The meaning of hypostasis did not change over time as a natural process of evolution in how the word was used. Rather, the meaning was changed as a result of an explicit proposal by one theologian that became generally accepted in the church as a means to interpret the Nicene Creed as to not teach Sabellianism. To explain this, we need to trace the history of this word:
First Three Centuries
In the first three centuries, Origen and other Christian writers used hypostasis in the same way as the Greek philosophers did before them, namely to denote “being” or “substantive reality.” They used hypostasis as a synonym for ousia (substance). (Ramelli, Ilaria (2012). “Origen, Greek Philosophy, and the Birth of the Trinitarian Meaning of Hypostasis”. The Harvard Theological Review. 105 (3): 302–350.doi:10.1017/S0017816012000120.JSTOR 23327679, p. 302-350.)
For a definition of ousia, see, for example, Homoousion – definition of Homoousion by The Free Dictionary or οὐσία in Liddell & Scott.
Nicene Creed – 325
As discussed above, this is also how hypostasis was used in the anathemas appended to the Nicene Creed.
Five decades after Nicaea
The meaning of hypostasis was changed during the five decades after Nicaea. The council added the word homo-ousios (same substance) on the insistence of Emperor Constantine (Jörg Ulrich. “Nicaea and the West.” Vigiliae Christianae 51, no. 1 (1997), p15) God in Three Persons, Millard J. Erickson, p82-85.
As indicated by the large number of creeds which the church fathers formulated in the 50 years after Nicaea (see Arian creeds – Wikipedia), particularly to find alternatives for the word homo-ousios (see Fourth Century Arianism or Arianism – Wikipedia), the church reacted quite strongly against the word homo-ousios:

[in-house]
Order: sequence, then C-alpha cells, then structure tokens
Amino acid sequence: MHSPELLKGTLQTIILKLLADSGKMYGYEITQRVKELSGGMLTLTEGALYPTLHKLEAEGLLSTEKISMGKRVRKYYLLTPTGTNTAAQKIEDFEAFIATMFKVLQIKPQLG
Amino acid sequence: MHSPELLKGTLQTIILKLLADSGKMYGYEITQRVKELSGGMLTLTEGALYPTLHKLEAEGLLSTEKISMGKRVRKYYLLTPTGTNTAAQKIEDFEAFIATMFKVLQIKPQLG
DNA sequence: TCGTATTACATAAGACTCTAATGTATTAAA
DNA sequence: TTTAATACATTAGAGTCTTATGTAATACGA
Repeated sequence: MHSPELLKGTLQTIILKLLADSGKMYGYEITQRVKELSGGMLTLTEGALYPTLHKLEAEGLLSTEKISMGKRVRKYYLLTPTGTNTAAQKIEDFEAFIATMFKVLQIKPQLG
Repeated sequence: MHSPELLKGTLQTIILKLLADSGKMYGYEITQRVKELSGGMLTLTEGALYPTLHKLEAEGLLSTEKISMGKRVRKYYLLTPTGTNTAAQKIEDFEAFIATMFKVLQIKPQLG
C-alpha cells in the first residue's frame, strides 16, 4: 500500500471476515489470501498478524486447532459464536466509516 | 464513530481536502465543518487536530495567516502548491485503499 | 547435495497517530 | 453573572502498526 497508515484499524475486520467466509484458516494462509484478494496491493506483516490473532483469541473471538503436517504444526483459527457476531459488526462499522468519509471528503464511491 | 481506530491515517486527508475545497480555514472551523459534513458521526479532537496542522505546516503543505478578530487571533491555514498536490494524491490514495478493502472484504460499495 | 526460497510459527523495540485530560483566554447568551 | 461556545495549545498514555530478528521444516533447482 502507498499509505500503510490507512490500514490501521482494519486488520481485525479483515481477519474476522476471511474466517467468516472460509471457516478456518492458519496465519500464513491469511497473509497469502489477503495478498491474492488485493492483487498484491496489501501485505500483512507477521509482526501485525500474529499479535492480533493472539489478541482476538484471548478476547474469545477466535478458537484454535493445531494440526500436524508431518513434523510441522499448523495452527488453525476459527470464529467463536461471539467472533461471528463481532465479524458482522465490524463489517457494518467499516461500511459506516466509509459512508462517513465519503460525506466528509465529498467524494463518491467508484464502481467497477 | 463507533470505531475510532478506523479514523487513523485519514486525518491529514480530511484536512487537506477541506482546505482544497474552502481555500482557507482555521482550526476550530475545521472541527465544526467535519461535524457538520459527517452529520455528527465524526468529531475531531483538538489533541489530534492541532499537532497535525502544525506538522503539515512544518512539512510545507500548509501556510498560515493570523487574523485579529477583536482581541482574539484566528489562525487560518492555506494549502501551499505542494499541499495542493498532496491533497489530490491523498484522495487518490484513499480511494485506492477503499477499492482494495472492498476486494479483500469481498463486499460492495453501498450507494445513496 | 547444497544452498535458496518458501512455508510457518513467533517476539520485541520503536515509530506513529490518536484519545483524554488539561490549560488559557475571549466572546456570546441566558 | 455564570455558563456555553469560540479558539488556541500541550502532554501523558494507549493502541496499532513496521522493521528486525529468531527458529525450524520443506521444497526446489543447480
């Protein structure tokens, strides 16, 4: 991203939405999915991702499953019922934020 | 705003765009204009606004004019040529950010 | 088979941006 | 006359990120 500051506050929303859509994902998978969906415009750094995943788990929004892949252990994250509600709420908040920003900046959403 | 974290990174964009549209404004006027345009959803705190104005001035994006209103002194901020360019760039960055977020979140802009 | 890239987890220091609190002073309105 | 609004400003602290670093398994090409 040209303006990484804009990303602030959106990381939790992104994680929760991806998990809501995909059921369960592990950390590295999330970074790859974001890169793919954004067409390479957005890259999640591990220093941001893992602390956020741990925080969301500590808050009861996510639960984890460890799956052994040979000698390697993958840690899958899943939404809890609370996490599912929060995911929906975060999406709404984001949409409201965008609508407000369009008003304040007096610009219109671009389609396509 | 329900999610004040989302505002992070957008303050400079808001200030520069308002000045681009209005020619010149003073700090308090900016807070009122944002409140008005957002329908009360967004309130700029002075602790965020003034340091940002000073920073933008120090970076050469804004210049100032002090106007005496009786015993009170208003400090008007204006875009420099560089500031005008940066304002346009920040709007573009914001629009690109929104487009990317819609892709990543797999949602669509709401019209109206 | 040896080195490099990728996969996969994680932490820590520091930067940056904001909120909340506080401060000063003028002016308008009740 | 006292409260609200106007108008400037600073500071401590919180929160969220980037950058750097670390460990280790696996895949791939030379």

At the time, one main argument against the word homo-ousios was, with respect to words such as “Latin substantia, but in Greek ousia,” “that in divine Scripture nothing is written about them and that they are above men’s knowledge and above men’s understanding” (Fourth Century Christianity – Second Creed of Sirmium – 358). This is called Homo-ianism (see Acacians – Wikipedia). RPC Hanson lists twelve creeds from the fourth century that reflect the Homoian faith (Hanson R. P. C. 2005, The Search for the Christian Doctrine of God: The Arian Controversy 318-381 AD. A&C Black. ISBN 978-0-567-03092-4, pp. 558–559)
But another great objection, as explained above, was that the description of the Son as of the same hypostasis and of the same ousia as the Father teaches modalism. It was explicitly to counter the suspicion that the creed teaches modalism that supporters of the Nicene Creed proposed a new meaning for hypostasis:
Basil of Caesarea (AD 375)
The first person to propose a difference in the meanings of hypostasis and ousía, and for using hypostasis as a synonym of person, was Basil of Caesarea, namely in his letters 214 (AD 375 – Letter 214) and 236 (AD 376 – Letter 236) (See also Ousía and hypostasis from the philosophers to the councils or Turcescu, Lucian (1997). “Prosopon and Hypostasis in Basil of Caesarea’s “Against Eunomius” and the Epistles”. Vigiliae Christianae. 51 (4), JSTOR 1583868, p. 374-395.) In both letters, his main motive was to neutralize the objection of the opponents of the Nicene Creed that, to speak of the Father and the Son as one hypostasis, is Sabellianism (modalism).